Apache Arrow DataFusion - A Primer

Apr 8, 2024
Apache Arrow DataFusion - A Primer
Interested in reading more?

Sign up for our Enterprise Weekly Newsletter.

We'll send you our top, curated content straight to your inbox (along with top industry news, events, and fundings).

Thank you! Your submission has been received!
Oops! Something went wrong while submitting the form.

This post was originally published on The Data Source on April 8th, 2024, my monthly newsletter covering the top innovation in data infrastructure, engineering and developer-first tooling. Subscribe here!

Apache Arrow DataFusion is a query engine built by Andy Grove, designed for building robust data-centric systems. Developed in Rust, a language known for its performance and memory safety, DataFusion serves as a foundational component for processing extensive datasets.

In the evolving landscape of data processing and analytics platforms, DataFusion distinguishes itself with its seamless integration with the Apache Arrow format. Apache Arrow, a cross-language development platform for in-memory data, is designed to expedite analytical processing. Leveraging Arrow's columnar memory layout and zero-copy data exchange capabilities, DataFusion enhances performance and efficiency in handling large datasets. This integration minimizes data movement and serialization overhead, thereby facilitating faster query execution and reducing computational costs.

Within the competitive market, various platforms offer unique strengths. Spark provides versatility and scalability alongside a rich ecosystem of libraries. Presto excels in interactive SQL querying over large datasets. Flink prioritizes real-time stream processing with low latency and high throughput. Dask competes in scalable data processing, particularly for Python-centric workflows. ClickHouse stands out for its prowess in real-time analytics.

The growing community around DataFusion suggests that more advancements will be made in the project. What I’m most excited about is seeing whether DataFusion ends up challenging Apache Spark's dominance, given Spark's widespread adoption and associated complexities around data movement and resource provisioning.

Currently, DataFusion is widely adopted across diverse data processing use cases:

  • Specialized analytical database systems like HoraeDB leverage DataFusion for in-depth data analysis.
  • General-purpose systems such as Ballista rely on DataFusion for diverse data processing tasks similar to Apache Spark.
  • Projects like Blaze use DataFusion as a native Spark runtime replacement, offering improved performance.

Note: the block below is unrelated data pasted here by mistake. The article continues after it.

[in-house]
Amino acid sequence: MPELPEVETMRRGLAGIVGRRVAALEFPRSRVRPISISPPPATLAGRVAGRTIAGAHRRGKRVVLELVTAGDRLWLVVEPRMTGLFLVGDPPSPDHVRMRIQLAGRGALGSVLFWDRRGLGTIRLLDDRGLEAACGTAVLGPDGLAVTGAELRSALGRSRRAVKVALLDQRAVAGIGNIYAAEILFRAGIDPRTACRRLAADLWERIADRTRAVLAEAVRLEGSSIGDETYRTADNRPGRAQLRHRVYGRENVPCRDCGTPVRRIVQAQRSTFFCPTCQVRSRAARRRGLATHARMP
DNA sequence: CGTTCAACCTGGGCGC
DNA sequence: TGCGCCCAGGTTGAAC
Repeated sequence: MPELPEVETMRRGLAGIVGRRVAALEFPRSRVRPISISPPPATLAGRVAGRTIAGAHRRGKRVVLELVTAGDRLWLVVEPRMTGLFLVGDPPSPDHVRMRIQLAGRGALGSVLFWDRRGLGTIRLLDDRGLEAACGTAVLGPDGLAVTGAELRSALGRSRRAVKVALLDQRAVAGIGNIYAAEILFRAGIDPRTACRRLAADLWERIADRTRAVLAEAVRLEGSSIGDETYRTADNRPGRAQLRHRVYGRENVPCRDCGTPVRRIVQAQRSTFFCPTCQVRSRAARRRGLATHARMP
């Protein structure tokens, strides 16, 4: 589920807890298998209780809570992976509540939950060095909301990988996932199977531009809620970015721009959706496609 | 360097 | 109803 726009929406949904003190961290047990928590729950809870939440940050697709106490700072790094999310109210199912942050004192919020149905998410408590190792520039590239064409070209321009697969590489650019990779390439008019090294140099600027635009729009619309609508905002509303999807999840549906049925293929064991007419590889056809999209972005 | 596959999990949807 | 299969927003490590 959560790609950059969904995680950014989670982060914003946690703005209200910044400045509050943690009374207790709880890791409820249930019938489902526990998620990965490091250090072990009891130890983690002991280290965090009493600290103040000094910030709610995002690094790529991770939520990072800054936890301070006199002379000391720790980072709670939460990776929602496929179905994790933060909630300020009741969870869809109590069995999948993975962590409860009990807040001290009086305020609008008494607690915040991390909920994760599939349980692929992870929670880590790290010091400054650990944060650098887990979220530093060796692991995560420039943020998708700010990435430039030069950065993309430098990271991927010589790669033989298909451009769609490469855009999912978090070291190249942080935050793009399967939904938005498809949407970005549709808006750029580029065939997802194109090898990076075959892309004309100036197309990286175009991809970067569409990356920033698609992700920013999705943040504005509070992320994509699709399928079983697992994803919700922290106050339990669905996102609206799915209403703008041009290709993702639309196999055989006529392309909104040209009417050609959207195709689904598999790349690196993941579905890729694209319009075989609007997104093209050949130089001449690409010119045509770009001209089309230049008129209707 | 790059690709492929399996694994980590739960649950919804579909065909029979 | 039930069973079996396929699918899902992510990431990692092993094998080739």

• Streaming data platforms like Synnada benefit from DataFusion's capabilities in processing continuous data streams, suited for transaction-oriented systems.
  • Research platforms like Flock utilize DataFusion for experimenting with new ideas in data storage and analysis.

Tools To Know

Arroyo, a Rust-based distributed stream processing engine

We built a new SQL Engine on Arrow and DataFusion: Arroyo unveiled a revamped SQL engine powered by Apache Arrow and DataFusion SQL toolkit. Initially relying on DataFusion solely for SQL parsing, Arroyo now integrates its physical plans, operators, and expressions, enhancing flexibility and compatibility, especially for streaming operations. This shift mirrors the momentum within the Rust data community, with DataFusion spearheading efforts to bolster streaming capabilities alongside its established batch processing prowess.

Comet, plugin for Apache Spark enabling native query execution

Apple’s Comet Brings Fast Vector Processing to Apache Spark: Apple has released a plug-in designed to enhance Apache Spark's execution of vector searches, thus augmenting the platform's suitability for large-scale machine learning data analysis. Comet, built upon the adaptable Apache DataFusion query engine, written in Rust, and utilizing the Arrow columnar data format, aims to expedite Spark query execution. 

InfluxDB, a Time Series Database

Flight, DataFusion, Arrow, and Parquet: Using the FDAP Architecture to build InfluxDB 3.0: InfluxDB 3.0 faces the challenge of efficiently handling incoming data and making it queryable. Instead of building a new engine from scratch, InfluxData chose to use Apache Arrow DataFusion for querying time series data using SQL. This enables them to implement custom features like late arrival resolution and time series gap filling with ease, and extend functionalities like the Flux language in their cloud environment.

ParadeDB, PostgreSQL for Search & Analytics

pg_analytics: Transforming Postgres into a Fast OLAP Database: Building an advanced analytical database in Postgres is expensive and challenging. Early attempts like Greenplum and subsequent products from Citus and Timescale have struggled to match the performance of non-Postgres databases. This has led many companies to favor alternatives like Elasticsearch. However, with the rise of embeddable query engines like DataFusion, the ParadeDB team believes the project can outpace many OLAP databases in query speed, indicating a shift away from building query engines from scratch within databases. By integrating with DataFusion, there can be continuous improvements made to the database performance.

If you’re a data practitioner leveraging DataFusion or interested in chatting about the broader landscape of data processing / analytics tools, please reach out as I’d love to swap notes!